Happiness Club promotes overall well-being

Jessica Smith

Everyone has those days when they feel like they are trapped in a bad mood and need something or someone to reignite their fire, and Grand Valley State University’s new student organization, Happiness Club, has the right kind of optimism to help foster positivity and combat the blues.

Linda Yuhas, director of compensation employment services and human resources, and Sue Sloop, a work-life consultant and health and wellness advocate, held their pilot meeting for the Happiness Club earlier this month.

“We were talking about how important it is to surround ourselves with positive, happy people, and so the idea came from that kind of brainstorming,” Yuhas said. “We thought we could form a club where we could just meet on a lunch hour, and anybody who’s interested in really promoting positivity and promoting happiness and raising the happiness level for themselves and for the ripple effect for everybody around them (could join).”
Yuhas said she loves motivational speaking, and she held workshops about happiness throughout the year. She talked to students about the ripple effect that having a positive outlook on life can have in your relationships, success, and overall health.

A Happiness Club get together isn’t a meeting where people are going to sit down and talk about their feelings, it’s going to be happiness therapy in the form of motivational speakers and activities, Yuhas said.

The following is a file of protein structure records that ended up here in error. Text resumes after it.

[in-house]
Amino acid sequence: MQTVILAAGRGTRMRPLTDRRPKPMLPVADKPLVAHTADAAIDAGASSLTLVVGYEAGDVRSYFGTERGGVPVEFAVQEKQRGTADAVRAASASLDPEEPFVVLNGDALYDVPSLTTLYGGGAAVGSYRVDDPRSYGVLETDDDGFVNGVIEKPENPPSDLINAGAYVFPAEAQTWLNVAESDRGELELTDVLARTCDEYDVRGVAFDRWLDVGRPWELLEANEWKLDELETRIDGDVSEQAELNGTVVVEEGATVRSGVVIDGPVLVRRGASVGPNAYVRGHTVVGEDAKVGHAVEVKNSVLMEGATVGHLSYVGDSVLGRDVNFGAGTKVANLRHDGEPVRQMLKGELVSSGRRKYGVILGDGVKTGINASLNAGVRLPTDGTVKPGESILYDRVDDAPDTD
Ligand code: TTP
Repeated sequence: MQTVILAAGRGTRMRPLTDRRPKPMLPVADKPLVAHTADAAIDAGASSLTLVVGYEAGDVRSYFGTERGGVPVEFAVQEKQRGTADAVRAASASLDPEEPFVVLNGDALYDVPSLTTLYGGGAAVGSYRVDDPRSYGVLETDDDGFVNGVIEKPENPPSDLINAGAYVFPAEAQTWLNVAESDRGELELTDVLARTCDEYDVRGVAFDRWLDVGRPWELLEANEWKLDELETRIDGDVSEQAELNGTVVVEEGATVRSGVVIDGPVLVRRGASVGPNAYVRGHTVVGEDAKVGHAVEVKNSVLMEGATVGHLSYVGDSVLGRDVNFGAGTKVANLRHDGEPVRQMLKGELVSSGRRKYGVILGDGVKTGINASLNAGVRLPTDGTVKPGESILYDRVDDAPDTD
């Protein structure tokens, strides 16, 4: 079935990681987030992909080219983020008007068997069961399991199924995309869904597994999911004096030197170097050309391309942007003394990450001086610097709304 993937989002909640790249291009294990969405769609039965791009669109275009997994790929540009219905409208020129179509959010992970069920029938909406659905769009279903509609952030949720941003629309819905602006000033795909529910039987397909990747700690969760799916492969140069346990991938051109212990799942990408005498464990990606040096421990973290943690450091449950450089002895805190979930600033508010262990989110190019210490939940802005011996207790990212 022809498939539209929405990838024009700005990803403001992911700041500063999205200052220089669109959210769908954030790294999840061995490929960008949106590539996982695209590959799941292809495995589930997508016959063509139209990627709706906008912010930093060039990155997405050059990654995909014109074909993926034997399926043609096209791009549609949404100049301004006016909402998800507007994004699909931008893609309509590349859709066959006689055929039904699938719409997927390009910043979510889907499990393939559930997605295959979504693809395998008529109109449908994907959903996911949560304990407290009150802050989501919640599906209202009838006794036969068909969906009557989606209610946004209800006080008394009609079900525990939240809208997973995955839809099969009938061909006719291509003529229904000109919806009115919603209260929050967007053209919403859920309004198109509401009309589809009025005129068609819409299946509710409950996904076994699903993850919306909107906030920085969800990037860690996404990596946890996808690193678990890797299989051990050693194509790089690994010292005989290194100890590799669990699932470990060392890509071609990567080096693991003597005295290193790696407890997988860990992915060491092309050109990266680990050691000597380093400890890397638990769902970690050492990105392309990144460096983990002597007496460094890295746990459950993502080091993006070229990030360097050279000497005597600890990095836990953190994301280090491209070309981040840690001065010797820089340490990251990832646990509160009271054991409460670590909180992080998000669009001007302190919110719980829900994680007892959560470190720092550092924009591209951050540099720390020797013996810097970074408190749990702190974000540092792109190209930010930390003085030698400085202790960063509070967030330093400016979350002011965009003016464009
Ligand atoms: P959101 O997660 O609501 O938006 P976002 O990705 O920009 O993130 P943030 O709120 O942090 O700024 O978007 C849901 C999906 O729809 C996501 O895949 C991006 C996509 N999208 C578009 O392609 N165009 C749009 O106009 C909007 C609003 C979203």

“We would like to have speakers come in and talk about the benefits of happiness, positivity and learning skills,” Yuhas said. “(Talk about) having resources on what to do when people drag you down because you get around people like that and experiences in your life like that, so just trying to help build up that armor so that when those things happen they don’t stick to you.”

The club will promote emotional wellness as well as physical health and wellness.

“Your emotional health plays such a huge part in your overall wellness and happiness,” Sloop said. “If your emotional health is in good shape, and your physical health is in good shape, then you’re going to be better at everything you do, whether it’s work or your personal life, your relationships or your attitude. So one of the unique things about Grand Valley is our Health and Wellness program for faculty and staff is very holistic, so we look at the whole person.”

Yuhas and Sloop agree that the Happiness Club isn’t supposed to be a “feel good for a minute” kind of program. It’s about having or finding a deep-down sense of peace and well-being. If that’s something you lack, this club could help guide you to it.

“Another purpose for this club is for those who aren’t as happy to come and learn how to be more happy,” Yuhas said. “That it is a responsibility to choose how they want to live. It’s your responsibility to be happy. It’s nobody else’s to make you happy and so you can make that choice.”

The next Happiness Club meeting will be held on May 2. They plan on having an informal meeting over lunch, which will host motivational guest speakers for club members and anyone who wants to join.

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